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Tags: Coronavirus | BreastMilk | Pregnancy | antibodies | COVID

Breast Milk Ice Cubes from Women Who Had COVID-19 May Fight Infection

Breast Milk Ice Cubes from Women Who Had COVID-19 May Fight Infection
A nurse takes a video of a premature baby to send to the parents as visiting hours are restricted due to the Covid-19 virus in England on May 22, 2020. (Steve Parsons /AFP via Getty Images)

By    |   Friday, 21 August 2020 04:03 PM

Dutch researchers say that pasteurizing and freezing breast milk from women who have been infected with COVID-19 may provide antibodies to others. They found coronavirus antibodies in the breast milk of 30 women recovering from the disease, and said that freezing the milk into flavored ice cubes may help the most vulnerable people in case of a second wave of the virus.

According to the Daily Mail, sucking on an ice cube helps antibodies latch on to mucosal tissue in the mouth and airways to prevent the virus from traveling through the body. According to the University of California San Diego Health, Chinese researchers have had success in treating COVID-19 patients with blood plasma from recovered patients. Convalescent plasma, as it’s called, is also rich in antibodies.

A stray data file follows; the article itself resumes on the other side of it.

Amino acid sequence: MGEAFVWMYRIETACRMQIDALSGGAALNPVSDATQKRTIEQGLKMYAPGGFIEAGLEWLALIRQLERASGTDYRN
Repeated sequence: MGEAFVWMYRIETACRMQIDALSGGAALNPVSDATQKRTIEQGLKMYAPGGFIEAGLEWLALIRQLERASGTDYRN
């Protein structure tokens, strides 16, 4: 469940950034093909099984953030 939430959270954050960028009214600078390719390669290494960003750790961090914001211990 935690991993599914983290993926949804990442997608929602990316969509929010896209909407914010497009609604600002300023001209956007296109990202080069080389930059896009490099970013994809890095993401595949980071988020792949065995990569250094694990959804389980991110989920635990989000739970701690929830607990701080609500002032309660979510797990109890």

According to Kaiser Health News, the century-old treatment therapy uses plasma taken from those who have recovered from a viral infection and injects them into those who are still suffering. The practice was first used to combat the 1918 flu epidemic and has since been used to treat victims of Ebola, SARS and H1N1 influenza.

While the Dutch team admitted that using breast milk to treat COVID-19 patients is a “strange picture,” according to the Daily Mail, if it helps contain the virus, it’s worth investigating. Thousands of women have already donated their breast milk for further research.

Lead researcher Dr. Britt Van Keulen says that sucking on ice cubes works better than drinking the milk. “When you drink it, it disappears quickly. Our idea is to give it in the form of ice cubes, so it takes a little longer, there is longer contact with the mucous membranes.”

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Health-News
Dutch researchers say that pasteurizing and freezing breast milk from women who have been infected with COVID-19 may provide antibodies to others...
BreastMilk, Pregnancy, antibodies, COVID
278
2020-03-21
Friday, 21 August 2020 04:03 PM
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